A Valediction: Forbidding Rap Music

Schorsch's speech was strange, to be sure. Rap is not a devil whispering in the ear of Conservative Jews. It is, rather, a genre of popular music. (Perhaps Schorsch missed the essay in the back of Etz Hayim, written by R. Tupac Shakur, which makes this important distinction. Tupac is nothing if not inert.) Students writing random words in the snow is symptomatic of nothing but rabbinical students looking to have a little fun. Has the chancellor really forgotten his own yeshivah days?

But there is something very important that the rabbi said:
The history of Jewish spirituality is the never–ending effort to keep halakhah and meta–halakhah in creative tandem. Halakhah is the deed; meta–halakhah, the disposition. Halakhah is fixed, meta–halakhah fluid. Halakhah is legal, public and objective, whereas meta–halakhah is theological, private, and subjective. The intent of meta–halakhah is to inform, enrich and spiritualize our fulfillment of the mitzvot. Or to revert to my image of the aquifer, what is concealed is no less vital than what is visible.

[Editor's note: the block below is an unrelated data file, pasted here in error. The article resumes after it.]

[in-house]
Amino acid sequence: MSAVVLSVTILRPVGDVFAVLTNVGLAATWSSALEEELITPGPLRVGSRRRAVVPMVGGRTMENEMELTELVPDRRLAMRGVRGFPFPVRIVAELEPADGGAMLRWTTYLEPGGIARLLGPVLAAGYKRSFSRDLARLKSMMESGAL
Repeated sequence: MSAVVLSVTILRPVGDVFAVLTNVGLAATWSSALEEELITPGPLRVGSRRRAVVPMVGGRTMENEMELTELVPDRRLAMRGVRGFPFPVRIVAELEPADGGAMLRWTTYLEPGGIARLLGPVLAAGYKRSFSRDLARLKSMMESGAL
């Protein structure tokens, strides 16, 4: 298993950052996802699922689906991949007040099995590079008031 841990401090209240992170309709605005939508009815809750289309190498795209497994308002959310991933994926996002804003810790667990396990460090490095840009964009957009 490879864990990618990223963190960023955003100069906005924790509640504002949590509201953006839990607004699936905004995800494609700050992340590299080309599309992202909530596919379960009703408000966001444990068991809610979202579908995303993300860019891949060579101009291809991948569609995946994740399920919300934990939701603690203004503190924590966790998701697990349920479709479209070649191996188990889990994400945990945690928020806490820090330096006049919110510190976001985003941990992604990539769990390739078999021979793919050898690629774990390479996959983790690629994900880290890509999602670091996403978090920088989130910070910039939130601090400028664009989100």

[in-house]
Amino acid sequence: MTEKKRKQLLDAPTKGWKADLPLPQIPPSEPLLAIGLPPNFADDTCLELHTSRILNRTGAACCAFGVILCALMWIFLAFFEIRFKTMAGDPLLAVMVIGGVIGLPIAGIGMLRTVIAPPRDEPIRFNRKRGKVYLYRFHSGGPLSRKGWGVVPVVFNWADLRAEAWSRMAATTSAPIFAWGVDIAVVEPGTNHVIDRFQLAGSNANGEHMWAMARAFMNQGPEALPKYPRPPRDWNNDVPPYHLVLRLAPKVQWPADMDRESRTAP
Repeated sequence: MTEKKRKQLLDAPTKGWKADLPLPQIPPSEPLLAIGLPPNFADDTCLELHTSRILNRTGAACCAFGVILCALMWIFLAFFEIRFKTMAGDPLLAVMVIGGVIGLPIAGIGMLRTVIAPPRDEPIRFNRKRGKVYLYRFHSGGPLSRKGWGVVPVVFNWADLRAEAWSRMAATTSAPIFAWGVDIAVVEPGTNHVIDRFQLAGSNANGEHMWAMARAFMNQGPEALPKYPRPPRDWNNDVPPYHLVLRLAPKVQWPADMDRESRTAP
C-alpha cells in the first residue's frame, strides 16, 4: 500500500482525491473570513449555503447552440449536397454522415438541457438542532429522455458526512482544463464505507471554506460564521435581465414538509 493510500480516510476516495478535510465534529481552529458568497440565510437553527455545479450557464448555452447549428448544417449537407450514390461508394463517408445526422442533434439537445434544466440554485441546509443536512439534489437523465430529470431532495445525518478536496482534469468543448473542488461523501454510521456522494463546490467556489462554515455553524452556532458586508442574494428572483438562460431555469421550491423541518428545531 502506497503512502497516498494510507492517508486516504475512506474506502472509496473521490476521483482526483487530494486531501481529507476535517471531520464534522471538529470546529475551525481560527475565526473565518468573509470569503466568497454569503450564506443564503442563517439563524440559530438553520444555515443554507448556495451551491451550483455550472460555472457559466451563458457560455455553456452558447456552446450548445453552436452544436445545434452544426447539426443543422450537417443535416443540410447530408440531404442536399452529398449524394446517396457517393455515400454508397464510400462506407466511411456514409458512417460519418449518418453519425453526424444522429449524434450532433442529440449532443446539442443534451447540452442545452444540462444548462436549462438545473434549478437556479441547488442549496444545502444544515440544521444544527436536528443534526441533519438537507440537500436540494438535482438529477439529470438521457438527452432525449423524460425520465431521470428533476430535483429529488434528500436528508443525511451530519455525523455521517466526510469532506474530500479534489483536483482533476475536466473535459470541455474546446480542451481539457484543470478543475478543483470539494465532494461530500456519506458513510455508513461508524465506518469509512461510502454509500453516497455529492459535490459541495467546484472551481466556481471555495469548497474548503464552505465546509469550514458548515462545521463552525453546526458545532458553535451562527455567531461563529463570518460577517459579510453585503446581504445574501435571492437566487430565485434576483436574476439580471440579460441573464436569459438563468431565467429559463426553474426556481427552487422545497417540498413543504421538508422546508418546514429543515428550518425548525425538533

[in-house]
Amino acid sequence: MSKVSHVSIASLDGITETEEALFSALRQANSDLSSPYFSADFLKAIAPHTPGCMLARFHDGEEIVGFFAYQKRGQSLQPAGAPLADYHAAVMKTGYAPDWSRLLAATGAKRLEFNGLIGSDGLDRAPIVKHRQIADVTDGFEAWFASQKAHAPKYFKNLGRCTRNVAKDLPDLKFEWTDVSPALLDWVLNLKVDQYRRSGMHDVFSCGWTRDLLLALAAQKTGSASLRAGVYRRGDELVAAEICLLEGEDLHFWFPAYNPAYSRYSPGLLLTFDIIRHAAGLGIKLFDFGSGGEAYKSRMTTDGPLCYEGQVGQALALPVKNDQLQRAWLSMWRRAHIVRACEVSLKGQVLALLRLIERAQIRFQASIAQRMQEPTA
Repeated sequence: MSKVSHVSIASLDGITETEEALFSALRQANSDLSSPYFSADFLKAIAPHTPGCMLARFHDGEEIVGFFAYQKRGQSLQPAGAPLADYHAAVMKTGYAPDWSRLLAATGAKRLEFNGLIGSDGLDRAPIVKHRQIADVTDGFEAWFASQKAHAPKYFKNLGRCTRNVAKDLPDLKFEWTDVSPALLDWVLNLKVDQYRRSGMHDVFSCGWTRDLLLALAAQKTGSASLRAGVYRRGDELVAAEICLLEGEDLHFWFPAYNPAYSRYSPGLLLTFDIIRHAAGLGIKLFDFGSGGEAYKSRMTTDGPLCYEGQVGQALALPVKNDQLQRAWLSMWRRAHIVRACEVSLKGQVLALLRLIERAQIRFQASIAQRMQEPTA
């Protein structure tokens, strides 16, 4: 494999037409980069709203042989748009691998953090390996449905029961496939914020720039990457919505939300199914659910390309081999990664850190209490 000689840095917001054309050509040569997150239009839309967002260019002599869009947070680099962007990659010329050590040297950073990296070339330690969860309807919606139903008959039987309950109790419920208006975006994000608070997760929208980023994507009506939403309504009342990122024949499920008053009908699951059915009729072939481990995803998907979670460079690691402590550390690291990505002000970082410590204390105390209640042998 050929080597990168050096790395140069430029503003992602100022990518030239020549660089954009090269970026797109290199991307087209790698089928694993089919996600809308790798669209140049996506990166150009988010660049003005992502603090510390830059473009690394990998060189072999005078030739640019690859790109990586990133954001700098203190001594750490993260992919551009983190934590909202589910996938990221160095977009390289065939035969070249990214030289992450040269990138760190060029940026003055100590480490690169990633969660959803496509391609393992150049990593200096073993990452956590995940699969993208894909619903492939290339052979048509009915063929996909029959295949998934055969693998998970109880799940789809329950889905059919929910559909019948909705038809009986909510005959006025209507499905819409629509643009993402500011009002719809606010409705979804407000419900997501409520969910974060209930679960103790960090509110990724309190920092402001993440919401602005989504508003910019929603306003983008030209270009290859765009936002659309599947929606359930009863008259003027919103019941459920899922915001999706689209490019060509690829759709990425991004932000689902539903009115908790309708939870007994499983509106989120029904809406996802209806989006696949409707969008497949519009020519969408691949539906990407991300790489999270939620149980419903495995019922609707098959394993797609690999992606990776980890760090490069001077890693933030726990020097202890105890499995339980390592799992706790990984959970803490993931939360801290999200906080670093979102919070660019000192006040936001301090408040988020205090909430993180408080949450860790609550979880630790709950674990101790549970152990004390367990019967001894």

The malaise of Conservative Judaism today . . . is that its adherence to halakhah is devoid of a spiritualizing meta–halakhah.

Perhaps he was too high-falutin in his language and snobby in his approach, but the problem is there and cannot be denied. There are many people working on pushing the cart of Conservative Judaism out of the theological-spiritual mud its stuck in, but the effort must be made. Criticising Schorsch for his criticism won't help us.

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